The Smith House: 5045 Ponvalley Road, Bloomfield Hills, Michigan.

The Affleck house: 1925 Woodward Avenue, Bloomfield Hills, Michigan. (Note: that is the official address. The house is located on Bloomfield Woods, just north of Long Lake Road off the west side of Woodward Avenue.)

The Turkel House is on the north side of Seven Mile, west of Woodward Avenue. (Please be mindful that this is someone's home. Have respect.)

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Reader Comments (11)

Don't forget the Palmer House in Ann Arbor, which the new owners wanted to convert into a "high-end hotel" last time I heard:

http://www.annarbor.com/business-review/ann-arbors-only-frank-lloyd-wright-house-now-available-for-rent/

September 6, 2011 | Unregistered CommenterSven Gustafson

One might consider Plymouth just as much a part of Detroit as Bloomfield Township and Hills.

September 6, 2011 | Unregistered CommenterBJRCollins

If you're interested in Frank Lloyd Wright you really owe it to yourself to check out the Ken Burns doc. http://www.pbs.org/flw/
It opened up a whole lot of info and insight on the man and his creations. If all you know is FLW=Prarie style homes, there is so much more..(good and bad)

September 6, 2011 | Unregistered CommenterDan Baker

Thanks for posting on America’s most famous architect, Frank Lloyd Wright!

If you are looking to connect with other FLW and Moderne fans check out the Detroit Area Art Deco Society at www.daads.org

Detroit Moxie you RULE!

September 6, 2011 | Unregistered CommenterGary Spondike

Thanks for stopping by, everyone.

Sven,
I've read a bit about the one in Ann Arbor but haven't had time to research it yet.

BJR,
For the record, I called it "metro Detroit" and I mentioned the Plymouth homes at the bottom. I found these three unique as they are all easily accessible from Woodward Avenue. I look forward to checking out the FLW homes in Plymouth and throughout the state—it just would be way too long for one post.

Thanks Dan—I'll check it out. I've been interested in FLW since college—I went to college in Wisconsin—and have heard much of his bad side. But I'd love to do some more research.

Gary,
You're most welcome! I'll definitely check out daads.org. Thanks for the heads up.

September 6, 2011 | Registered CommenterBecks Davis

What a cool post, Becks! I love reading about the history of these homes...I love all the beautifully architected homes in Detroit, too - especially along Ferry Street, near the DIA. This could be a cool standing feature ;)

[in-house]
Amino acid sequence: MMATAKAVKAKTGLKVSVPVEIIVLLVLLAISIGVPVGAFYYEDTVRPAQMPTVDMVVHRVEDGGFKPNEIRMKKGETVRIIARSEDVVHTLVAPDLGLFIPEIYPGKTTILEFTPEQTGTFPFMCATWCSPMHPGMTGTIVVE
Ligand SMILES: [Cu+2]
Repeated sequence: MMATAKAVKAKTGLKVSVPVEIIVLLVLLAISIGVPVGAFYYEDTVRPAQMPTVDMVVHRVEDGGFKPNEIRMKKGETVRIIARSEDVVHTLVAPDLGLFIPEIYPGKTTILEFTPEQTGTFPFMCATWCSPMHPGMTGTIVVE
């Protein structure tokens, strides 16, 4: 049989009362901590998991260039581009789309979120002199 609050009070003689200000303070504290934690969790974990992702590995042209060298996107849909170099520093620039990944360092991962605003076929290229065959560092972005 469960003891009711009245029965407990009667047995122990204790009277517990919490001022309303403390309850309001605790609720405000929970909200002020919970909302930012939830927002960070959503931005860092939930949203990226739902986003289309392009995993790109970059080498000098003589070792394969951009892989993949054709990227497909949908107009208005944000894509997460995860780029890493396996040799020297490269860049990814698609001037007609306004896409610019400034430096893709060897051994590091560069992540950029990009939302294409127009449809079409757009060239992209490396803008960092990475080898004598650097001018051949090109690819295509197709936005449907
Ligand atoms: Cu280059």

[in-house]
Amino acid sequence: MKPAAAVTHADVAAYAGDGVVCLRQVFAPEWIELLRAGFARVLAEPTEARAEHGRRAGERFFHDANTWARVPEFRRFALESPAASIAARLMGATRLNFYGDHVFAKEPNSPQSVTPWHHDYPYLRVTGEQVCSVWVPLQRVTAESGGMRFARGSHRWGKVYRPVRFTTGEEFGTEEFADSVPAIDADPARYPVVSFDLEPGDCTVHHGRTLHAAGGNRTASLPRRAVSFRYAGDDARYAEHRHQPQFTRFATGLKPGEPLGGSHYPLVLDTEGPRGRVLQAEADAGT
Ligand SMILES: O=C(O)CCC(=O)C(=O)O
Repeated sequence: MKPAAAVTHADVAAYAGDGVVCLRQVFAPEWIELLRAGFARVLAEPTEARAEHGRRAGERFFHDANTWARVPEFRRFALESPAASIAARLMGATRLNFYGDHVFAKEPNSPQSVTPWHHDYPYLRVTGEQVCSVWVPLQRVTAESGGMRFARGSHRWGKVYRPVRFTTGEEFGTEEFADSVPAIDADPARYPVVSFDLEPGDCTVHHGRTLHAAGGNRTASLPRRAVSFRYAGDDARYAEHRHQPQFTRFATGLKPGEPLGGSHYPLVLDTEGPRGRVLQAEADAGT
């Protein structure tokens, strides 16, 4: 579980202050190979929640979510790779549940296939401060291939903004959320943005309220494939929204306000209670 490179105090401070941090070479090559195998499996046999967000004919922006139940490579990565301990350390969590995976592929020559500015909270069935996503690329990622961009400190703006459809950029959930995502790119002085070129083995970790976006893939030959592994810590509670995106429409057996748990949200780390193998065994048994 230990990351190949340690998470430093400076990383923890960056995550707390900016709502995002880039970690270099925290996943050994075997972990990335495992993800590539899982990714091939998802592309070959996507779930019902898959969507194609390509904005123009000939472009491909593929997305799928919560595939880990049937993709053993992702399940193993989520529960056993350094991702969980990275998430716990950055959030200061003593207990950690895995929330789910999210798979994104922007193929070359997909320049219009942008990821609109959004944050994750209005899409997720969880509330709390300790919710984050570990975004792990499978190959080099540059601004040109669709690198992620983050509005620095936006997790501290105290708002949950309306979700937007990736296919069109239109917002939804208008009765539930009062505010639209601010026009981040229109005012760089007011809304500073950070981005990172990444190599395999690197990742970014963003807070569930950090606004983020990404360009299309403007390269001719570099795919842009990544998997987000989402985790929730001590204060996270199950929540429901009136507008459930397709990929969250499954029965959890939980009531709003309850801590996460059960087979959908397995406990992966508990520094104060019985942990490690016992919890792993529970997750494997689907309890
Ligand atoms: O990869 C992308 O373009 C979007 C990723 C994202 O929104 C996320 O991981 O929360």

September 7, 2011 | Unregistered CommenterLauren Weber

Nice story. I've passed by those homes more than a few times and loved every second. A few months back I was able to tour a William Kessler home that sits on a private body of water in Bloomfield Hills. Extremely jealous of the owners.

September 7, 2011 | Unregistered CommenterJsinghur

I really love this. This is one of those things that I had on my list to do before leaving Detroit and never did. I even had each place marked on a Metro Detroit map book. Awesome story and a great adventure.

September 9, 2011 | Unregistered CommenterMark Williams

P.S. I once did yard work at the Turkel House back in the '80s with my high school friends, one of whose brother worked for Tom Monaghan, the Domino's Pizza founder who had a huge FLW fetish and briefly owned the place. So I can lay claim to having partied inside of it once upon a time.

September 9, 2011 | Unregistered CommenterSven Gustafson

Sven,
There are so many great stories about the houses that I just didn't have room for. One of them was from when Tom Monaghan owned the Turkel House and had students live in it to take care of it. The neighbors complained and since the area was zoned for single families only they had the students kicked out. How great that you partied there!

Mark,
You'll just have to put that on your "things to do list" when you get back for a visit. ;-)

September 10, 2011 | Registered CommenterBecks Davis

The FLW houses that were supposed to be built for $5,000.00 were Prairie style homes, not Usonian. There was an advertisement in Ladies Home Journal featuring a fire proof house.

July 21, 2013 | Unregistered CommenterKaren